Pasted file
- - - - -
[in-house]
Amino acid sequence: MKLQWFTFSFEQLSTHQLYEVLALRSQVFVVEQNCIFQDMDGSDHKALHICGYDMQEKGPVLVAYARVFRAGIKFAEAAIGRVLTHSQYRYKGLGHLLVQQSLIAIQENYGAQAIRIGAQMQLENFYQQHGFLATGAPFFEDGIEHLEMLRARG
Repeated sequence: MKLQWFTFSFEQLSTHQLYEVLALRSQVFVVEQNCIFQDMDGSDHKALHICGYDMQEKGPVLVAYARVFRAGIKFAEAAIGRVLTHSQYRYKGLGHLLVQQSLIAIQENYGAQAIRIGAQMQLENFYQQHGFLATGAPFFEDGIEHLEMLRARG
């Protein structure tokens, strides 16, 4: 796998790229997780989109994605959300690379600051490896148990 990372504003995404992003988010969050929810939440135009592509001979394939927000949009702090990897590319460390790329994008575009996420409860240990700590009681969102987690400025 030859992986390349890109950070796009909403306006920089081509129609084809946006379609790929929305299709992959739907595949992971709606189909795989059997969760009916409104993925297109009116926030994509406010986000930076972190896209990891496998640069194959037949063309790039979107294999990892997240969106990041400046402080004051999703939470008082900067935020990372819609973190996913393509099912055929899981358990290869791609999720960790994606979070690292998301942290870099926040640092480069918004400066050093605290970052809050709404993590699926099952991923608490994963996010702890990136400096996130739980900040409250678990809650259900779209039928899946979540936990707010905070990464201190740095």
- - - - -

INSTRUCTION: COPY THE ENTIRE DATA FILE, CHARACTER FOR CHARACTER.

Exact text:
[in-house]
Amino acid sequence: MKLQWFTFSFEQLSTHQLYEVLALRSQVFVVEQNCIFQDMDGSDHKALHICGYDMQEKGPVLVAYARVFRAGIKFAEAAIGRVLTHSQYRYKGLGHLLVQQSLIAIQENYGAQAIRIGAQMQLENFYQQHGFLATGAPFFEDGIEHLEMLRARG
Repeated sequence: MKLQWFTFSFEQLSTHQLYEVLALRSQVFVVEQNCIFQDMDGSDHKALHICGYDMQEKGPVLVAYARVFRAGIKFAEAAIGRVLTHSQYRYKGLGHLLVQQSLIAIQENYGAQAIRIGAQMQLENFYQQHGFLATGAPFFEDGIEHLEMLRARG
């Protein structure tokens, strides 16, 4: 796998790229997780989109994605959300690379600051490896148990 990372504003995404992003988010969050929810939440135009592509001979394939927000949009702090990897590319460390790329994008575009996420409860240990700590009681969102987690400025 030859992986390349890109950070796009909403306006920089081509129609084809946006379609790929929305299709992959739907595949992971709606189909795989059997969760009916409104993925297109009116926030994509406010986000930076972190896209990891496998640069194959037949063309790039979107294999990892997240969106990041400046402080004051999703939470008082900067935020990372819609973190996913393509099912055929899981358990290869791609999720960790994606979070690292998301942290870099926040640092480069918004400066050093605290970052809050709404993590699926099952991923608490994963996010702890990136400096996130739980900040409250678990809650259900779209039928899946979540936990707010905070990464201190740095």